Thursday, December 6, 2012

Portofino . . . the Mirror

I'm in the middle of my second reading of Portofino. I almost never read a book twice, but, something drew me back.  I've told people that I put this novel in my personal top 10, if not the top 5.  It is up there with The Way of All Flesh, and oddly for the same reason. I will get to that in a minute.

In case you don't know this book, and its popularity is modest at best, it is by Frank Schaeffer, son of my personal hero Francis. The book is the pretense of a novel with the unpretentiousness of a autobiography. Sure, the particulars are probably an invention of Frank's mind, but the context is without question from the real-life experiences of the man.

Part of the fun of the book for me is the fact that I, at least at one time, knew personally the unpretentious characters of the book. Not closely, but at arm's length.  I observed the family enough to know when he is talking about fictional character x, he is really talking about his sister Susan and character Y, is his sister Deborah. I spent several nights in the same room as his mother and all he says about the fictional mother rings true of the real woman.

I really think the book is a must read for all evangelicals who one day have this strange feeling deep in their soul that something isn't right. It is like a torch lite taking them out of the cave to the sunlight. At first it is like that proverbial chill up the spine while alone in a deserted old mansion, but no one is present in the room. You just can't describe the feeling.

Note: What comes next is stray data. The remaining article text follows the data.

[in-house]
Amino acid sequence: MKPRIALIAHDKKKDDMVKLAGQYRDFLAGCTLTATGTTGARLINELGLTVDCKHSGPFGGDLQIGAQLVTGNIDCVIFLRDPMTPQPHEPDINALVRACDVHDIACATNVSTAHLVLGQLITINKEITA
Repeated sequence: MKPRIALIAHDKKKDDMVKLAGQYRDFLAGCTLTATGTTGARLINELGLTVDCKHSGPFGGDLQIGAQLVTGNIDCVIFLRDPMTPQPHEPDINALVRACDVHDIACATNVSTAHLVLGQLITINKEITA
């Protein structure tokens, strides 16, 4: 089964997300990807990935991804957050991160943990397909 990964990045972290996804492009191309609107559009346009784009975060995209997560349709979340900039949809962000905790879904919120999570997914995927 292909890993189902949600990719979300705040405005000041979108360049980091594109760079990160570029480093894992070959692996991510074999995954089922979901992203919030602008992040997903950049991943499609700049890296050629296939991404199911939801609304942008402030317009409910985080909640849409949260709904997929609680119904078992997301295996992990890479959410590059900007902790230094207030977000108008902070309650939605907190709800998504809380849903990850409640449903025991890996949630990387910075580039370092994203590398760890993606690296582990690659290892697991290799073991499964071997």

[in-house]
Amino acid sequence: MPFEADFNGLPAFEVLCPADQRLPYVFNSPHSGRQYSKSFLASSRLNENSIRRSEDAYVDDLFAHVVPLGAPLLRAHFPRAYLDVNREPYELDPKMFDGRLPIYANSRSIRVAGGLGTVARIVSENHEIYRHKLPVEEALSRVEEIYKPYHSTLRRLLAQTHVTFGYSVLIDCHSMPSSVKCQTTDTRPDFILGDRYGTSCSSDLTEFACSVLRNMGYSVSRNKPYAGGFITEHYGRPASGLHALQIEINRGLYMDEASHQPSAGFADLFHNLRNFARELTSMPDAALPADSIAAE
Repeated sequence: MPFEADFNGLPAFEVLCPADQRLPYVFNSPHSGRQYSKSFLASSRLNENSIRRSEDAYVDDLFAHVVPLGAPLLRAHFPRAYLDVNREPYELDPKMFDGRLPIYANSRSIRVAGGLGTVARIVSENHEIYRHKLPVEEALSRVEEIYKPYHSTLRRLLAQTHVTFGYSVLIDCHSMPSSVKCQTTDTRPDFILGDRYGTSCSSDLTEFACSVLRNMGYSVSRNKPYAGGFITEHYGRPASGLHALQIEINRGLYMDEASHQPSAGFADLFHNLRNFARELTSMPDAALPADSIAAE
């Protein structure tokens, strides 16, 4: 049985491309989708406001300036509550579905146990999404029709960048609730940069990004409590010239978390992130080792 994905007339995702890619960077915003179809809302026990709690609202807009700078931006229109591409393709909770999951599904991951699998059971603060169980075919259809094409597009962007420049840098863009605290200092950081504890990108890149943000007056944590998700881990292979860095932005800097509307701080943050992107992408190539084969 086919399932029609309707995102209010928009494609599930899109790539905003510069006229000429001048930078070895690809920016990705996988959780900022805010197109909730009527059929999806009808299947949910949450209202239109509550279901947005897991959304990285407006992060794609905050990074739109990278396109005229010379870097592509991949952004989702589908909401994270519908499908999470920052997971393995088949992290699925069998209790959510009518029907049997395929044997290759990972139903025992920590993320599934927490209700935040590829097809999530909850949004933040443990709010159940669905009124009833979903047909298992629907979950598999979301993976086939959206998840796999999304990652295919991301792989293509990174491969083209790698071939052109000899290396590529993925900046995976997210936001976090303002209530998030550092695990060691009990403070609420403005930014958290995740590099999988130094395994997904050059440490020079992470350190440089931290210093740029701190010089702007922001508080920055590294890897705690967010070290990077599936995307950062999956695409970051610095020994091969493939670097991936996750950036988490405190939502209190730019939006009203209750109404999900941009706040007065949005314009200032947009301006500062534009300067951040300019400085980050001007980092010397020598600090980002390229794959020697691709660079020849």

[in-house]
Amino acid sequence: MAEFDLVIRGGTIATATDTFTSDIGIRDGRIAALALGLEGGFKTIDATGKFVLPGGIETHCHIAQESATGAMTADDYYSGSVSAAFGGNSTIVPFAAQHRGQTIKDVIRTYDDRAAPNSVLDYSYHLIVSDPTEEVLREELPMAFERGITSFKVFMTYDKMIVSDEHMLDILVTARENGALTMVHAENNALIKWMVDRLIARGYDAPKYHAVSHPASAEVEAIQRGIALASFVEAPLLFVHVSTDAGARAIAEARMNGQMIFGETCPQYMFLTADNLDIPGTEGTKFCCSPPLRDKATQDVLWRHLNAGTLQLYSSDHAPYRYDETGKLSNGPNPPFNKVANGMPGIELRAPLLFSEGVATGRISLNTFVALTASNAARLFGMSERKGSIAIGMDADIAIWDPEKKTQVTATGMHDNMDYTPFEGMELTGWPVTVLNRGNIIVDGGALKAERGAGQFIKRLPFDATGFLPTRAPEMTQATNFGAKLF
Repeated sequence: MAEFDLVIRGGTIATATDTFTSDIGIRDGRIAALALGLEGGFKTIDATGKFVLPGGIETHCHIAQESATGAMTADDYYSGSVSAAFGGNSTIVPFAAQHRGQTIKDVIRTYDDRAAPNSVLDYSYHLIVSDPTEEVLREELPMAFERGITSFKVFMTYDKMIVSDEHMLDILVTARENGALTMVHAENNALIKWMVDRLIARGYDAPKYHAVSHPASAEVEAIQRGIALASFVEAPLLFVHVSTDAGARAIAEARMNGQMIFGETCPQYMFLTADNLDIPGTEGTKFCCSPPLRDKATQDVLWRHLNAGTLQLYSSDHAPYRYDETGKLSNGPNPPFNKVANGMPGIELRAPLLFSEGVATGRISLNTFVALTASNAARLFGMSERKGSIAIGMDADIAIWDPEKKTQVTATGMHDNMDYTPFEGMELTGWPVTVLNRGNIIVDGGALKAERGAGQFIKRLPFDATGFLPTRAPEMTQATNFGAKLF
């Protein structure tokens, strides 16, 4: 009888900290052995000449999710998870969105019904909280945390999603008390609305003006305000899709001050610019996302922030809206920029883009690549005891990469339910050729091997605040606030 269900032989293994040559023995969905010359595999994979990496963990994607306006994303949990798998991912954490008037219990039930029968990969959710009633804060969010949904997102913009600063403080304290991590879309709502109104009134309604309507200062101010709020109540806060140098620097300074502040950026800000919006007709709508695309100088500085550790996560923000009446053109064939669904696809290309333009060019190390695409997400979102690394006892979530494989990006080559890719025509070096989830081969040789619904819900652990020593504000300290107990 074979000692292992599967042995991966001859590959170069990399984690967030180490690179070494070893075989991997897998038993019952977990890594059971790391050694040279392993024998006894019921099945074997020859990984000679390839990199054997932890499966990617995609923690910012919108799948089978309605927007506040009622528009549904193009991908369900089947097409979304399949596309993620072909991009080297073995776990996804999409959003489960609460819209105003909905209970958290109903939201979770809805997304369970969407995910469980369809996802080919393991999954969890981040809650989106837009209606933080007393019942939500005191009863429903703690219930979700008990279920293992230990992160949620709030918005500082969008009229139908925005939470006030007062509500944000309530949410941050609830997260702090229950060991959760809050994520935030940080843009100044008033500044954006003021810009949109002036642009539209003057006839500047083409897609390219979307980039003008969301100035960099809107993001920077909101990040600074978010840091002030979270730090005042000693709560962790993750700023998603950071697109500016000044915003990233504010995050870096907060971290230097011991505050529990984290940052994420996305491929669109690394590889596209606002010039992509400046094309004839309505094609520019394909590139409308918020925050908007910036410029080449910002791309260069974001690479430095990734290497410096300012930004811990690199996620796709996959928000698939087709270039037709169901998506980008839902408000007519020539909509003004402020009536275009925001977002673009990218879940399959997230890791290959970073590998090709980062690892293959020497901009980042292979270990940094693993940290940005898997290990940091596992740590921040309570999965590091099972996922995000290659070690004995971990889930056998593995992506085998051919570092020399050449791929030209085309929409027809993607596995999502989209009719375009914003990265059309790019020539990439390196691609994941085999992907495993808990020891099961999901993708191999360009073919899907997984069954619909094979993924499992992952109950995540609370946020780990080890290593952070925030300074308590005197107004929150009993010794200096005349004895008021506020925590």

While both books (including Butler's) are certainly not instructional manuals or even have a deliberate purpose to add clarity, they certainly do and seem to do it inadvertently.

Portofino (along with the other two books of the Becker trilogy) unpeels the layers of evangelicalism, one by one, and it is a bit brash like fingernails on the caulk board.  Not only do you get this Deja vu feeling, but the absurdity of the subculture at the center is like the Emperor's striptease in reverse.  Okay, enough tangential metaphors for one paragraph.

I think the book is key first step in moving from the 30th floor of the masquerade back towards the reality.  Maybe it is just distinguishing the 30th floor from the ground floor. I can see an evangelical reading it, and then one night the light bulb goes on. "It is just pretend after all."

But, to quote from the real angry dad, "He is There and He is not Silent," but I will add, He resides in reality . . . or He doesn't reside at all.

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